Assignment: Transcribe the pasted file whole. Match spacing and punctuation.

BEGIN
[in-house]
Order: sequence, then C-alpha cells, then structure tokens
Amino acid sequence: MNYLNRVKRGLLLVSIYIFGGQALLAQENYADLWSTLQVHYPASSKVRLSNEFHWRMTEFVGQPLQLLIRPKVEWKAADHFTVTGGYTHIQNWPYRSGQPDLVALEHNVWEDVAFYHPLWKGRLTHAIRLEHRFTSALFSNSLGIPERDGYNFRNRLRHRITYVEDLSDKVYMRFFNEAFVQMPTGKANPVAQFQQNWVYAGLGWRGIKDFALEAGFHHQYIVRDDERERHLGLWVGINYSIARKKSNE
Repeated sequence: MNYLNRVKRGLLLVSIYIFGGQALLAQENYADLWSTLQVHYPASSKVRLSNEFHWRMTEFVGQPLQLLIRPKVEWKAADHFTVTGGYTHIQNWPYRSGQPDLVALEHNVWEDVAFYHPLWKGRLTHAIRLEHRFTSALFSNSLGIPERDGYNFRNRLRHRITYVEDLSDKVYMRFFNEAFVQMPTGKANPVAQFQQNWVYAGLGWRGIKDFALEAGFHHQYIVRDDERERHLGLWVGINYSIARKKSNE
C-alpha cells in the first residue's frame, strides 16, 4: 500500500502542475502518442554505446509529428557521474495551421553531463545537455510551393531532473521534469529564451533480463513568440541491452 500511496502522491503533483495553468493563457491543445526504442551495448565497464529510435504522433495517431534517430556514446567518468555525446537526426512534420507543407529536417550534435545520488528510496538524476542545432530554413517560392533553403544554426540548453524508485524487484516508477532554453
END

[in-house]
Order: sequence, then C-alpha cells, then structure tokens
Amino acid sequence: MNYLNRVKRGLLLVSIYIFGGQALLAQENYADLWSTLQVHYPASSKVRLSNEFHWRMTEFVGQPLQLLIRPKVEWKAADHFTVTGGYTHIQNWPYRSGQPDLVALEHNVWEDVAFYHPLWKGRLTHAIRLEHRFTSALFSNSLGIPERDGYNFRNRLRHRITYVEDLSDKVYMRFFNEAFVQMPTGKANPVAQFQQNWVYAGLGWRGIKDFALEAGFHHQYIVRDDERERHLGLWVGINYSIARKKSNE
Repeated sequence: MNYLNRVKRGLLLVSIYIFGGQALLAQENYADLWSTLQVHYPASSKVRLSNEFHWRMTEFVGQPLQLLIRPKVEWKAADHFTVTGGYTHIQNWPYRSGQPDLVALEHNVWEDVAFYHPLWKGRLTHAIRLEHRFTSALFSNSLGIPERDGYNFRNRLRHRITYVEDLSDKVYMRFFNEAFVQMPTGKANPVAQFQQNWVYAGLGWRGIKDFALEAGFHHQYIVRDDERERHLGLWVGINYSIARKKSNE
C-alpha cells in the first residue's frame, strides 16, 4: 500500500502542475502518442554505446509529428557521474495551421553531463545537455510551393531532473521534469529564451533480463513568440541491452 500511496502522491503533483495553468493563457491543445526504442551495448565497464529510435504522433495517431534517430556514446567518468555525446537526426512534420507543407529536417550534435545520488528510496538524476542545432530554413517560392533553403544554426540548453524508485524487484516508477532554453